Office of Mayhem Evaluation

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From Francis Miller:

The sign says "shāngcán píngdìng bàn 伤残评定办", which is short for "shāngcán píngdìng bàngōngshì 伤残评定办公室" ("Disability Assessment Office").

The key to what went wrong with the translation lies in the range of meanings for shāngcán 伤残:

disability; incapacity; handicapped; crippled; invalidism; maim; mayhem

No matter how it came about, the solecism on this sign gave me a huge and much welcome guffaw on this gray, drippy, dreary morning.

Update [June 11, 2018]:

The original photographer is Ming Xia.

Called to my attention by Sara Scharf, Admin of Bad Translations group on Flickr, which contains this photo.


  1. Neil Dolinger said,

    May 18, 2018 @ 3:44 pm

    If the signwriters had been watching the Allstate commercials featuring the character named "Mayhem" they could be excused for thinking it was a synonym for "disability".

  2. john burke said,

    May 18, 2018 @ 4:03 pm

    As I remember from a long-ago skimming of Blackstone, an injury is considered to be mayhem if the injured party is thereby rendered defenseless, while if not, the injury is considered to be wounding. Thus knocking out someone's front tooth was mayhem but knocking out a back tooth was wounding only.

  3. Bloix said,

    May 18, 2018 @ 5:30 pm

    For mayhem is properly defined to be, as we may remember, the violently depriving another of the use of such of his members, as may render his the less able in fighting, either to defend himself, or to annoy his adversary. And therefore the cutting off, or disabling, or weakening a man's hand or finger, or striking out his eye or foretooth, or depriving him of those parts, the loss of which in all animals abates their courage, are held to be mayhems. But the cutting off his ear, or nose, or the like, are not held to be mayhems at common law; because they do not weaken but only disfigure him.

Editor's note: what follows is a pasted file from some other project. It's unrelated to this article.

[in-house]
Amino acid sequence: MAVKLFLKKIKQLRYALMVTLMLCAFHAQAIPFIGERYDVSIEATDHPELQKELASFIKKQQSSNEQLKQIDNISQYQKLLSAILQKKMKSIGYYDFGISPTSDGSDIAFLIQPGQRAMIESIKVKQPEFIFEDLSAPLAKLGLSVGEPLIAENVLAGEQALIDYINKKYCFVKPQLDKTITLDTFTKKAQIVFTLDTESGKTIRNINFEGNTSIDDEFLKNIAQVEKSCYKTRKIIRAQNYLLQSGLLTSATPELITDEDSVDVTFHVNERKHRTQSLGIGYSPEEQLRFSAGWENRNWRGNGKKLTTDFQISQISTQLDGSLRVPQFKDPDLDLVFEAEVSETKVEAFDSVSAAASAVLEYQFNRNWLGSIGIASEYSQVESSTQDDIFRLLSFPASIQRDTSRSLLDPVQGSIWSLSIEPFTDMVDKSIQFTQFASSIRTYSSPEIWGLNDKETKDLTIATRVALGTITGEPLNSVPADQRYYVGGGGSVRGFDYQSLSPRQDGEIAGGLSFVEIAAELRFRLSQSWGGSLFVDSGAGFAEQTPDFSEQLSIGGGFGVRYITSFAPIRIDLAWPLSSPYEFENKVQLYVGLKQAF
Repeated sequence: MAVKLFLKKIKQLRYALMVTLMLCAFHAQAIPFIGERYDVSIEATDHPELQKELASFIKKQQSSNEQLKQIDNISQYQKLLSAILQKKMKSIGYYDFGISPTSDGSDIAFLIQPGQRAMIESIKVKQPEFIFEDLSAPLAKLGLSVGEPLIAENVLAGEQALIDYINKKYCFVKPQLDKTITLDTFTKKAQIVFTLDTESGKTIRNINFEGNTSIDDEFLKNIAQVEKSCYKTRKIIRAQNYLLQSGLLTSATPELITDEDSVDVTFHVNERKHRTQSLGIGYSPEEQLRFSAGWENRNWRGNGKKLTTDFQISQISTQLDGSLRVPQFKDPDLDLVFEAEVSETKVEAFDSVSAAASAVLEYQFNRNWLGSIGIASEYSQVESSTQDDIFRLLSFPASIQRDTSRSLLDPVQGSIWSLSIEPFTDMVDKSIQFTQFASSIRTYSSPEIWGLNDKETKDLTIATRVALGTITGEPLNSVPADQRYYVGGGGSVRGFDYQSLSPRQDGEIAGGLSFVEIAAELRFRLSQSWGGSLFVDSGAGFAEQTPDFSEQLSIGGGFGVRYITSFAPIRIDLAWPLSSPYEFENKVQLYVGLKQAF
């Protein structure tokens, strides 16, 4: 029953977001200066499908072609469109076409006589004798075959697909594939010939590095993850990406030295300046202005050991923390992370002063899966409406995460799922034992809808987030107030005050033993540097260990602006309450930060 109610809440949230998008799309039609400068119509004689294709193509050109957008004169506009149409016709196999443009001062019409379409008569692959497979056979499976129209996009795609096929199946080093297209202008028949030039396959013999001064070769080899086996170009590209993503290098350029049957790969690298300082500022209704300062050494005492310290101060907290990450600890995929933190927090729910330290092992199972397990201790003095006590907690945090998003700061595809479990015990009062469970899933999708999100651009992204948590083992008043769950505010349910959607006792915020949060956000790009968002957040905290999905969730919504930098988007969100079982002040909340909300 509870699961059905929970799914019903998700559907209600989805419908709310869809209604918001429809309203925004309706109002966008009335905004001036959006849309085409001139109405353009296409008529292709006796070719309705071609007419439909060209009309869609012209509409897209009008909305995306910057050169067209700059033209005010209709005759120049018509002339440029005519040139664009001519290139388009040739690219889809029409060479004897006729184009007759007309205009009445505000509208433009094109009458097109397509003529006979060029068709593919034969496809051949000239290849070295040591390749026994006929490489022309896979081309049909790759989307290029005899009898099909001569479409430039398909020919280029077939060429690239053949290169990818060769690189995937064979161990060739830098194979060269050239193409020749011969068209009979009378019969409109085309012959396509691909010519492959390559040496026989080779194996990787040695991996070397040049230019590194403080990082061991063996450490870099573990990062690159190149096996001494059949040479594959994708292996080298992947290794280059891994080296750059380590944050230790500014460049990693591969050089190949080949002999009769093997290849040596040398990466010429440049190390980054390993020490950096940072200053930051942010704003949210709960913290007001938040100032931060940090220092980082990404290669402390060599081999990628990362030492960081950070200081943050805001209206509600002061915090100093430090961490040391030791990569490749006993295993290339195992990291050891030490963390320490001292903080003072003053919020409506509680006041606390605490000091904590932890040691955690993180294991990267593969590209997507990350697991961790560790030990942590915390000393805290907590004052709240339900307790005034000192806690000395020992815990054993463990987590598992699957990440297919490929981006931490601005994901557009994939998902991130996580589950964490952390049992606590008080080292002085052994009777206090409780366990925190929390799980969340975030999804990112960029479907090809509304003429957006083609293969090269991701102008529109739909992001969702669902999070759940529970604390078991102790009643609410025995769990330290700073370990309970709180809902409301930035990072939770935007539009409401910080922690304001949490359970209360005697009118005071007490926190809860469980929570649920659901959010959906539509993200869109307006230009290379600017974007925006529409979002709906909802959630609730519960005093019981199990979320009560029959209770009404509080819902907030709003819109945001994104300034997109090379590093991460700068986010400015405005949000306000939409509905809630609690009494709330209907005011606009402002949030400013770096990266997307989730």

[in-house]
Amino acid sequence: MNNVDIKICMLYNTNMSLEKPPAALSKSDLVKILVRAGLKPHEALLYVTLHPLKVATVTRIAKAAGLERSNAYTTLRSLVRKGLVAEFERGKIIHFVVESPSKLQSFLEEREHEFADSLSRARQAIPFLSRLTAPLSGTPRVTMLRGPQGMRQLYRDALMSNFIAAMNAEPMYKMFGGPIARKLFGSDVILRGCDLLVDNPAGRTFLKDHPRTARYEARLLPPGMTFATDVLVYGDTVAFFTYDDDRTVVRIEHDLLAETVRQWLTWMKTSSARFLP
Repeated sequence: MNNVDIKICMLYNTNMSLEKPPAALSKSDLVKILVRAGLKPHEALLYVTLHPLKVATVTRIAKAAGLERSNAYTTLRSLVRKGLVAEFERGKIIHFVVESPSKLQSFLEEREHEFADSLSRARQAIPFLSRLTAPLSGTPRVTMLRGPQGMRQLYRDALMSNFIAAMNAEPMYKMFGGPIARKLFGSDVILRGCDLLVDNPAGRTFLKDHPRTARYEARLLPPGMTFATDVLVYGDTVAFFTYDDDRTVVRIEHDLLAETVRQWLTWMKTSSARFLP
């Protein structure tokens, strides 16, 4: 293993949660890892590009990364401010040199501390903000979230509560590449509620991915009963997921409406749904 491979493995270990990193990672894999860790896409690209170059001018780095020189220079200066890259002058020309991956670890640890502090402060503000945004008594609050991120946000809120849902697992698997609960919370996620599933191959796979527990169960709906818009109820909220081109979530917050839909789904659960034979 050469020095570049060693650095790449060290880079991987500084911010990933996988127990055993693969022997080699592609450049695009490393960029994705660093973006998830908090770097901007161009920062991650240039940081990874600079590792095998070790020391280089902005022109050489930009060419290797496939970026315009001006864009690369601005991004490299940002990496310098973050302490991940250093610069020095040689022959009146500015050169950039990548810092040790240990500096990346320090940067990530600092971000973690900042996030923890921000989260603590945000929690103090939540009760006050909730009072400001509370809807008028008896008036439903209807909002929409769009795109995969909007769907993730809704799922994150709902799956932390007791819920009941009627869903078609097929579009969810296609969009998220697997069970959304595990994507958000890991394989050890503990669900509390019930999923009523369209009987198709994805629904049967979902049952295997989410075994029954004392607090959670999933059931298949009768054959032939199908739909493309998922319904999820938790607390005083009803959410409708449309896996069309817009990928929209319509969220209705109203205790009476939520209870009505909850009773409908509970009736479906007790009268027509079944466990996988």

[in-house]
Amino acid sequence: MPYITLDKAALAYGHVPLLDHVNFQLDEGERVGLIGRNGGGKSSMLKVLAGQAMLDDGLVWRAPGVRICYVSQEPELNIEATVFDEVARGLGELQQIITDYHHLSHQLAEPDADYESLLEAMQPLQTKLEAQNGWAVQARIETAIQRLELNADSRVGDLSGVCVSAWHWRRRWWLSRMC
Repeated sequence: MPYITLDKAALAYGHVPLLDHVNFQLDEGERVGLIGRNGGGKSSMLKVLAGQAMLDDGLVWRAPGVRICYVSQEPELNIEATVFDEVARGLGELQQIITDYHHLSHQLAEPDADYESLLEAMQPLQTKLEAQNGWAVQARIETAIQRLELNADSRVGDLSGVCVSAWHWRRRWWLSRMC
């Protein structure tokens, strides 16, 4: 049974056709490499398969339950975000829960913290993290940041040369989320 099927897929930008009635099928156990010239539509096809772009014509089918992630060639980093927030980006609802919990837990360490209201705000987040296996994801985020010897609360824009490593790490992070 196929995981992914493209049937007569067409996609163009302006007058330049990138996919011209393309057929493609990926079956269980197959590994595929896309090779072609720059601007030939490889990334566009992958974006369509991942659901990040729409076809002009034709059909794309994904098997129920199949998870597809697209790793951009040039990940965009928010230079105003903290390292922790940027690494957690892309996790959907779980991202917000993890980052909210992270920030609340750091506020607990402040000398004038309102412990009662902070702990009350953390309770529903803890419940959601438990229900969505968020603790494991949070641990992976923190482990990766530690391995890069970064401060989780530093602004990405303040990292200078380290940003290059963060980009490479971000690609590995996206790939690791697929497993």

Blackstone's Commentaries on the Laws of England
    Book the Fourth – Chapter the Fifteenth : Of Offences Against the Persons of Individuals

  4. Victor Mair said,

    May 18, 2018 @ 6:05 pm

    Another pleasure of the day — making the acquaintance of Sir William Blackstone's Commentaries on the Laws of England (Oxford: Clarendon Press, 1765-69)!

  5. Victor Mair said,

    May 18, 2018 @ 6:08 pm

    From Xinchang Li:

    I always wonder where and how people get such translations for these signs, because even "google translate" can do a better job than this (the first translation that popped up on google is "Disability Assessment Office").

    It must have taken a lot of effort to translate it so wrong.

    I have tried almost every popular Chinese-English dictionary but none of them shows "Office of Mayhem Evaluation". So I suspect that the person who translated this sign has learned English, but tried too hard. He looked up in the dictionary word by word and chose the fanciest translations.

    A typical online dictionary gives the word "mayhem" when I put in "shāngcán 伤残":

    1. permanent disability

    2. mayhem

    3. maim

    4. invalidism